Friday, 22 March 2013

Could your use of social media be harming your job prospects?

Social media outlets such as Facebook and Twitter are allowing recruiters to dig deeper into the lives of potential candidates than ever before. With over 1 billion people using Facebook alone, our online presence is more prominent than ever. As many employers are now choosing to use Facebook to screen potential candidates, young people in particular are unwittingly putting their career opportunities at risk.
The Recruitment Society and CIPD report they are seeing more examples than ever of inappropriate photos and comments on social media sites. Gone are the days when you can say whatever you like online without repercussions. 17 year old Dan lost out on a job at a café chain after making jokes on Twitter. He is also being followed by his prospective university, meaning any inappropriate comments he makes could have a huge impact on his future.
Today being social media savvy is essential if you want to stay on the right side of recruiters. You may be surprised to learn the recruitment practice of using social media is perfectly legal provided the employer doesn’t make any decisions based on gender, age or race. As the information is publically available, often all it takes is a Google search for recruiters to find your details. Unless your privacy settings are watertight you could be publishing images and commentaries which make employers think twice about hiring you.
Young people in particular are at risk. With universities encouraging students to apply for graduate schemes during their final year, many students are unprepared for the social media scrutiny this can bring. With the competition for graduate jobs increasing year on year, recruiters are looking for any opportunity to thin the pool of candidates. If your social media presence isn’t up to scratch, you could be taking an early exit from the recruitment process.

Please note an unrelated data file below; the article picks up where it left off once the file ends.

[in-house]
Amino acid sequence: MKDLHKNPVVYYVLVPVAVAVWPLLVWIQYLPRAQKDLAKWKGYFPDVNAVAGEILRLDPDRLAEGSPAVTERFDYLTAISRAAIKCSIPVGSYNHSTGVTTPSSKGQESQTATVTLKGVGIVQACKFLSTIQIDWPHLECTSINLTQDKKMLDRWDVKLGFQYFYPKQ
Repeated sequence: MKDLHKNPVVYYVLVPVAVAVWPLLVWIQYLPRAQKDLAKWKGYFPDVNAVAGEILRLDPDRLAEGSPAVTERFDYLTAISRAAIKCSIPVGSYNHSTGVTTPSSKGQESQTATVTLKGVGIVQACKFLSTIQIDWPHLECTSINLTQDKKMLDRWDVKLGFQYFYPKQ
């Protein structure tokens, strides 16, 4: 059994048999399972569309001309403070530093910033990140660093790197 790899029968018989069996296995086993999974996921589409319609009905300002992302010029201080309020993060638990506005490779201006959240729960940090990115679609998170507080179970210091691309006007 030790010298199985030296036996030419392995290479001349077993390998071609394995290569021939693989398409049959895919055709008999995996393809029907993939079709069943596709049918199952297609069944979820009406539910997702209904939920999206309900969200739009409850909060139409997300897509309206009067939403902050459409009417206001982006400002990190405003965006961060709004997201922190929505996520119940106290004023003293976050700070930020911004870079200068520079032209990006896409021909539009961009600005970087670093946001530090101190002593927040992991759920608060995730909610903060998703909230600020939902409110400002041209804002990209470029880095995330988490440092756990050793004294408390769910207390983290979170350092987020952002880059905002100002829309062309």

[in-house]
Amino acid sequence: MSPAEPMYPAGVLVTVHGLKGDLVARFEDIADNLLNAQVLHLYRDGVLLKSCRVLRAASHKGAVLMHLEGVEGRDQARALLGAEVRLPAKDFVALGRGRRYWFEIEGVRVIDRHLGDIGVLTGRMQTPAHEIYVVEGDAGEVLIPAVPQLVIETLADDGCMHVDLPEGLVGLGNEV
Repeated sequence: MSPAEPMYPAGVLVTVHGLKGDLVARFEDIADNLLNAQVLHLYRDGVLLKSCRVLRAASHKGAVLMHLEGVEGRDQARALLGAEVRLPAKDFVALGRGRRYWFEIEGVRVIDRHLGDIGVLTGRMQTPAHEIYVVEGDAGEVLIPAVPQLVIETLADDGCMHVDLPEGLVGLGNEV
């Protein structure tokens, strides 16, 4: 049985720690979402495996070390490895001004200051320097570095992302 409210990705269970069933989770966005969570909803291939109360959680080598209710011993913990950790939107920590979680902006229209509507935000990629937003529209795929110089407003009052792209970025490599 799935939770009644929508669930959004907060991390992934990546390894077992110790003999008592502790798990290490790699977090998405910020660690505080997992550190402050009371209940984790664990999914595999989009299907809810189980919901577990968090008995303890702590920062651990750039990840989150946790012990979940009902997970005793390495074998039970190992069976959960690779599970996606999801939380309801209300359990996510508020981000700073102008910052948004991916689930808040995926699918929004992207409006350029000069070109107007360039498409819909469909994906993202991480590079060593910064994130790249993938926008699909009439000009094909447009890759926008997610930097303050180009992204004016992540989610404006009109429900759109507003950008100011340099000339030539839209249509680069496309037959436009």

Everyone likes to party and have fun, but your future employer doesn’t want to see you drinking that foot-long beer in Prague. Trust me. Often all it takes is a quick tinker with the privacy settings and you’ll be kept in the running for your dream job. Facebook in particular is highly customisable; you can even group your contacts into categories, allowing you to limit the exposure of posts to a close group of friends.
We’ve all heard the horror stories of people getting fired due to inappropriate use of social media. I’m talking about the people who phone in sick and then post pictures of themselves on a night out. The people who slag off their boss and forget he’s on their friends list. While these stories make good headlines, they don’t hold resonance with the majority of readers. Such stories are the very tip of the iceberg, and as we often credit ourselves with more intelligence, many people dismiss the warnings surrounding social media as something for other people to worry about.
In reality if your social media profile is holding you back, chances are you wouldn’t even know it. Recruiters rarely have the time or inclination to give feedback unless it’s expressly requested. Sometimes all it takes is a dodgy profile picture or throw away comment for your application to be rejected.
CV Knowhow offers a defence against the over-zealous recruiter, by offering a review of your social media presence for £20. As part of our CV Writing Service we’ll give you feedback on your online presence, giving you the benefit of an outsiders view. We’ll point out anything you should watch out for that could give recruiters doubts as to your suitability. By making the necessary changes based on our advice you’ll be able to boost your chances of bagging your dream job.

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